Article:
How to make a Pixie Hood from a Standard Hood

by | Oct 23, 2017 | Tutorials | 0 comments

Earlier this month I shared Nut-Nut’s Halloween Costume.  Go check it out if you missed it.  I’m pretty happy with how it turned out.   She became convinced she needed to be the Tooth Fairy from the Rise of the Guardians so I had to figure out how to make a costume and not drive myself crazy.  One of the defining elements of the Tooth Fairy is all the feathers on her head.  They remind me of a bird and form a pixie hood shape.  Lots of patterns have pixie hoods, but I don’t own any.  So here is a quick how-to on changing the shape of hood from a standard round hood to a pointed pixie hood.Rise of the Guardians Tooth Fairy CostumePixie Hood

Confession:

I don’t love dress ups.  Mostly because they are constantly strewn all over the floor hiding important things like shoes, pajamas (which should have been put away…) and dirty underwear.  So even though my girls look absolutely adorable in their dress ups with their happy little faces that have transformed into princesses, fairies, and ballerinas, I am trying very hard to limit our dress ups.

Solution:

Make ‘dress ups’ that can be used as regular clothing.  Last year it was Pokemon Pajamas.  It worked so well I decided to do it again!  Especially because the Tooth Fairy is an odd character to wear during the day.  Not at all a stereotypical costume.  Which is one reason I love my Nut-Nut.  She’s a bit quirky and consistently does the unexpected.

Select your hood pattern

I started out with the hood from the Pollywoggles Autumn Grace Add-on.  It has a smooth front instead of an overlapping front.  A cowl hood like the Summit Peak Hoodie would have been perfect, but the pattern wasn’t in testing at the time I started this costume.  But I wanted a hood that would be as close to Nut-Nut’s face as possible and the Autumn Grace hood was the closest I had in my patterns.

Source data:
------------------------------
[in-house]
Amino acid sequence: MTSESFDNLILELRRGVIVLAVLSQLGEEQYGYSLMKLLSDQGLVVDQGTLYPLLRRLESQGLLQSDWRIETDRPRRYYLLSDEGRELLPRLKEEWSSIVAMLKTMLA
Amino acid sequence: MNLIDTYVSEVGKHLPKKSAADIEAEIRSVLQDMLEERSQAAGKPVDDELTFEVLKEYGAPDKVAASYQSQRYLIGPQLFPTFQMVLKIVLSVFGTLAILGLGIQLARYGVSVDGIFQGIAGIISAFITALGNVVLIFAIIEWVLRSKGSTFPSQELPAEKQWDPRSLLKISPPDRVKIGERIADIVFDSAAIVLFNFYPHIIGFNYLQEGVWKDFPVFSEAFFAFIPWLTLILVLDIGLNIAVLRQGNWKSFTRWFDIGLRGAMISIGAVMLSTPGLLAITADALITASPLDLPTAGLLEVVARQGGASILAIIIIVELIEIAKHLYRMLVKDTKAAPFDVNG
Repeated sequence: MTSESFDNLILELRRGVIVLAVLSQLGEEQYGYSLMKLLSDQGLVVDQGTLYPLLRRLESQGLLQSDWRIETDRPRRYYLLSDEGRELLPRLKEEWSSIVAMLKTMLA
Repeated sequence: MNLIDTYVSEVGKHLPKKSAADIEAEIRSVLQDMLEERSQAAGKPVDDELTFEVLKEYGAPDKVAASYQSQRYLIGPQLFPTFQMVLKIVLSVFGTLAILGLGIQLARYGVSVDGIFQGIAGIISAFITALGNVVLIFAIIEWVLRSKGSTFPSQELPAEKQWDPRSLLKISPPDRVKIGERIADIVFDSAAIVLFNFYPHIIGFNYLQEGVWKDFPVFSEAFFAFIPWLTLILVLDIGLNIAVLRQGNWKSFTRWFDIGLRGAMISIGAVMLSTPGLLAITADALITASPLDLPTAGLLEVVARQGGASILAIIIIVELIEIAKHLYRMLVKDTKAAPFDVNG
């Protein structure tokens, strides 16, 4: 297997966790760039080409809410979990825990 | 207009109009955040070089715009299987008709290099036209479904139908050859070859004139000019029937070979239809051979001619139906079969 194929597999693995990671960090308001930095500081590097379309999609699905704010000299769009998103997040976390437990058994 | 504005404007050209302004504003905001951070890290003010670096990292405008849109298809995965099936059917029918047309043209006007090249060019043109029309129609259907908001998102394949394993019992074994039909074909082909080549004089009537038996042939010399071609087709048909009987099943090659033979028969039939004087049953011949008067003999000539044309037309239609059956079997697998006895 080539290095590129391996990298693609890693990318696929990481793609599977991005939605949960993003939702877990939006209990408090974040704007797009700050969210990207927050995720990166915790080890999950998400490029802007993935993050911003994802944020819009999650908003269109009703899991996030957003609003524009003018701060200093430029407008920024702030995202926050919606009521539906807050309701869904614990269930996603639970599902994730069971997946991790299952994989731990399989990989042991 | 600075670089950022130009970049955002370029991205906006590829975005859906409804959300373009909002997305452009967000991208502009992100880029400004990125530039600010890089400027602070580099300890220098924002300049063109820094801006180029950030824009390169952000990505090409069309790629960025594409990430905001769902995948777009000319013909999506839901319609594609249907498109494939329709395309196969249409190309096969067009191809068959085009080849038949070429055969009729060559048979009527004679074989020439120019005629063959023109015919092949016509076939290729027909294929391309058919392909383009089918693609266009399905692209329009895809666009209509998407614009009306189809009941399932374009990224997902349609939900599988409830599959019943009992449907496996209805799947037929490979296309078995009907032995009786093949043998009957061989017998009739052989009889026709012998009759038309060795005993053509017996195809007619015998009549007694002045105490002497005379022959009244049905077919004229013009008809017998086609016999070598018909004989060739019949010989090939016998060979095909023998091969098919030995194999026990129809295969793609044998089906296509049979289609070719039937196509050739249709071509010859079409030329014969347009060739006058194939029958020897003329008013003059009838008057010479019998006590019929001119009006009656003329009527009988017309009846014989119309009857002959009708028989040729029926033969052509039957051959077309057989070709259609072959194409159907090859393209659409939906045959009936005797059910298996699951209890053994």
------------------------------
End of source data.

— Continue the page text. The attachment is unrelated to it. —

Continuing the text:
Lay out your fabric and pattern

You fabric should have two layers on top of each other so you can cut out two pieces at the same time.  Since my fabric is cotton Lycra instead of the fleece (what my pattern is drafted for) I opted to size down the hood.

Pixie HoodCut your fabric

Note: My hood pattern also has a third piece that goes down the middle of the hood.  I eliminated this piece by adding 1.5 inches to the outer edge of my hood.  I used my seam gauge and measured out 1.5 from the pattern as I was cutting.  So although it appears I am not cutting along the edge of my pattern, it is only because I am eliminating the center piece.

Starting at the back neck of the hood, cut along the pattern piece until it starts to curve towards the front.  Cut in a line that is approximately the same angle as you were cutting from the back neck of the hood.  Then move to the front edge of the hood (where the face will be) and do the same thing.  Begin cutting at the patter piece edge until the pattern begins to curve down to the back neck.  Cut in a line the same angle as you were cutting from the front edge.  Extend those two lines (from front edge and from back neck) until they meet in a point.

Sew hood as usual

From this point, you can assemble the hood as your pattern instructs.  The Autumn Grace finished the front edge of the hood with a band.  I chose to make that band pointy but cutting two piece (with the point in the middle) sewing along the pointed edge (right sides together), then turning it right side out.  And then attaching it to the front of the hood just like a regular band or binding.

Enjoy your cute little Pixie Hood!

 

Some of the links in the post above are “affiliate links.” This means if you click on the link and purchase the item, I will receive a small affiliate commission. This helps fund fabric for testing and reviewing patterns. Regardless, I only recommend what I believe is quality.